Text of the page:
With a great deal of volatility in the market and federal sequestration budget cuts looming, Lowe Wealth Advisors is encouraging investors to be cautious and diligent.
On the heels of its first weekly decline of 2013, the S&P 500 dropped 1.8% on Monday. Gold and other precious metals rose while the VIX (a gauge of U.S. stock options used measure market volatility) rose the most since 2011. (Bloomberg) On Tuesday, investors responded positively to improved consumer confidence numbers as well as Fed Chairman Bernanke’s testimony before the Senate Banking Committee.
What was the catalyst of the resurgence of volatility? As we mentioned in previous commentaries, we were concerned about the low levels of the VIX, and felt investors were so complacent that virtually any event could trigger a market downturn and increase volatility.
Then, several events took place while equity markets were laboring over the past few weeks for direction:
The Federal Reserve spooked investors last week with comments that were viewed as a foreshadowing of potential strategy shifts.
On Monday morning, news that the elections in Italy were not decisive and that their austerity programs could be disrupted sent the markets heading down.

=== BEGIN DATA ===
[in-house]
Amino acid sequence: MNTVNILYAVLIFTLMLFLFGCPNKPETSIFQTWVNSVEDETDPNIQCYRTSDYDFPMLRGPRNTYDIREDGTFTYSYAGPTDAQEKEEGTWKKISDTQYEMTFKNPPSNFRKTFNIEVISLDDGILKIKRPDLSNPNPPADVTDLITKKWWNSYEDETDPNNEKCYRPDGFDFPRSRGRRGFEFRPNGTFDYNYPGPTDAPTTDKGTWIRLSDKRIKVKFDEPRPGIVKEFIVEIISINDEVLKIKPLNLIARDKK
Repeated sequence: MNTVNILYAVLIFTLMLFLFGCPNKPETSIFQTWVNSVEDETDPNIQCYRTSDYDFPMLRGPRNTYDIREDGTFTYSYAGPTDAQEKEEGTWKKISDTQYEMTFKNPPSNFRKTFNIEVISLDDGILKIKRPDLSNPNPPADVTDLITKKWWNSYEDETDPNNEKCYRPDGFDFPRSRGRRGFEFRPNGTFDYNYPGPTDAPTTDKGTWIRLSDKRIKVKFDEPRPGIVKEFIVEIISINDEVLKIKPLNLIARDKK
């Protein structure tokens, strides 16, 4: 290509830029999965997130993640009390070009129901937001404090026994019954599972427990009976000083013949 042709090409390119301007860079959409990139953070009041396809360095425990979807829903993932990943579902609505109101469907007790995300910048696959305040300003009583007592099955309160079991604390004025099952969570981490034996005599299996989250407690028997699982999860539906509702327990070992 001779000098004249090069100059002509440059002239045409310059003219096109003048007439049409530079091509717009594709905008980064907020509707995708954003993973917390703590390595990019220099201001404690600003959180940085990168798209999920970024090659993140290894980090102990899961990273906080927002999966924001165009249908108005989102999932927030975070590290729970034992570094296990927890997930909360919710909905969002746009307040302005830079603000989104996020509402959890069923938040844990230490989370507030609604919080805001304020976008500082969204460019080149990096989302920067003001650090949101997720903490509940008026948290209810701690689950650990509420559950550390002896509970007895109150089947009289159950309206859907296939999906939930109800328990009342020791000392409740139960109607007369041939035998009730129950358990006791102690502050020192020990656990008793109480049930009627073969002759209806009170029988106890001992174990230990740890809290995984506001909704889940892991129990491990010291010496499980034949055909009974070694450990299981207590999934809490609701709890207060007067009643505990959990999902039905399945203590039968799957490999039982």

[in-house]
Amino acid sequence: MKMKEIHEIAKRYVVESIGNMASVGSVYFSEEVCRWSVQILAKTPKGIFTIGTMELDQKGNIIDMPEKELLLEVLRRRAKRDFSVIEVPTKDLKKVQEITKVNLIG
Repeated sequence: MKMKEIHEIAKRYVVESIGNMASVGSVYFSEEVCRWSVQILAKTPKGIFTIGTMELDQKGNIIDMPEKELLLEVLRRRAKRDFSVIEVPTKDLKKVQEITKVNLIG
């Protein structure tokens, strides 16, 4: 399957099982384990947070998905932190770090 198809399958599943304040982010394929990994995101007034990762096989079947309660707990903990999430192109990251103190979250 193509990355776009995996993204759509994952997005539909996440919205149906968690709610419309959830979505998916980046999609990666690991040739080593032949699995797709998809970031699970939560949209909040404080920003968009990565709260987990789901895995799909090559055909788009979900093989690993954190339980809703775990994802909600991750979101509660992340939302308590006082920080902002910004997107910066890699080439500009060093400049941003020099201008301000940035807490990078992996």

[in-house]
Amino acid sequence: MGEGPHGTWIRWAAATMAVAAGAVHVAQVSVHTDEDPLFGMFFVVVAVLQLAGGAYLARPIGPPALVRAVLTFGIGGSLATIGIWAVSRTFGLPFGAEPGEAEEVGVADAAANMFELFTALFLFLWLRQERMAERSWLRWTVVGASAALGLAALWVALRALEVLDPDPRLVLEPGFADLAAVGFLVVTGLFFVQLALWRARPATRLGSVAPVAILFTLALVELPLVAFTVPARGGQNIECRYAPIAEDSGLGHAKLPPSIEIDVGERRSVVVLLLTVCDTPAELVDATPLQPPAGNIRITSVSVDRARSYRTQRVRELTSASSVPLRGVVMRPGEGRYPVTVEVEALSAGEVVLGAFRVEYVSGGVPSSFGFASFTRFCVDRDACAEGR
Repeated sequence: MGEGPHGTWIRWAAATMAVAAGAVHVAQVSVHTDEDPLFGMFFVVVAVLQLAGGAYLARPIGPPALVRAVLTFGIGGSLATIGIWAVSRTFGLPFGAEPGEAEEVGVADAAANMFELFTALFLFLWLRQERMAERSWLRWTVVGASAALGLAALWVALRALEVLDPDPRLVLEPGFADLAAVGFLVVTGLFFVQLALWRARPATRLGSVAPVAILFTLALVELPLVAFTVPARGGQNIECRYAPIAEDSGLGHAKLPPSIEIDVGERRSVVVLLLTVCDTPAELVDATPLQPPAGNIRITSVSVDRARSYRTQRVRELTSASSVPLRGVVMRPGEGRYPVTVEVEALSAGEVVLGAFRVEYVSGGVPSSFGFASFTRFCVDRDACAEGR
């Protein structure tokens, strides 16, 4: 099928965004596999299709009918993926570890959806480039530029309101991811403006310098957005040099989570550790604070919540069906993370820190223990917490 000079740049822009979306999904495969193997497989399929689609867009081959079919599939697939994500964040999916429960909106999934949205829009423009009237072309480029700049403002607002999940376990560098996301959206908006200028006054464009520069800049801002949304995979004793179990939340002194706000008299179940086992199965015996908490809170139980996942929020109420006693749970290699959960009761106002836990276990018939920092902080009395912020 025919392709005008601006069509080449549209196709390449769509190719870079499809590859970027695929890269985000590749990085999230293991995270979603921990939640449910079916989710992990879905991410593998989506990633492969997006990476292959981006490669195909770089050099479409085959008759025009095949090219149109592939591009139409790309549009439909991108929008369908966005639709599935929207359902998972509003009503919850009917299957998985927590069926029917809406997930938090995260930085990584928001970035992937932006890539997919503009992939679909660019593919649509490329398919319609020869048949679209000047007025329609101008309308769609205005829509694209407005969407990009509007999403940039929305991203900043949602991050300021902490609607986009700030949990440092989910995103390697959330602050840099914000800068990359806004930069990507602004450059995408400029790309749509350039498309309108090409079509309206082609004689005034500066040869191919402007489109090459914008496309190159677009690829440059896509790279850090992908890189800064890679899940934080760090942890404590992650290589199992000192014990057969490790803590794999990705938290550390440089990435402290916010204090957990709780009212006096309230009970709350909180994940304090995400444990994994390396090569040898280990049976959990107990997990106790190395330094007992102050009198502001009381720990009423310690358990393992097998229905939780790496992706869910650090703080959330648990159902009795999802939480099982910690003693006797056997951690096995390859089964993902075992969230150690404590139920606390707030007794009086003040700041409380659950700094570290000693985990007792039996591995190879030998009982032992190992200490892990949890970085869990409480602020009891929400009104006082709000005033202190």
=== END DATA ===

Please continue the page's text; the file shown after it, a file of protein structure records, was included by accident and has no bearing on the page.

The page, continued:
On Tuesday, Chairman Bernanke seemed to back away from the Federal Open Market Committee remarks by repeating prior statements that the asset purchases will continue until the labor market shows “substantial improvement.” (Bloomberg)
In addition to this activity, in our view the markets have not yet considered the potential impact of the imminent sequestration.
The totality of the environment led Lowe Wealth Advisors to proactively implement a strategy in several of our more conservative allocations Tuesday with the goal of protecting some of the year-to-date gains. In many of our Conservative, Balanced and Moderate Growth accounts we took the step of realizing gains prior to the major market movement on Tuesday. Given that our Growth investors have a longer time horizon and are better able to tolerate intermediate volatility, we did not yet take action in these more aggressive allocations, but we will continue to monitor the situation going forward.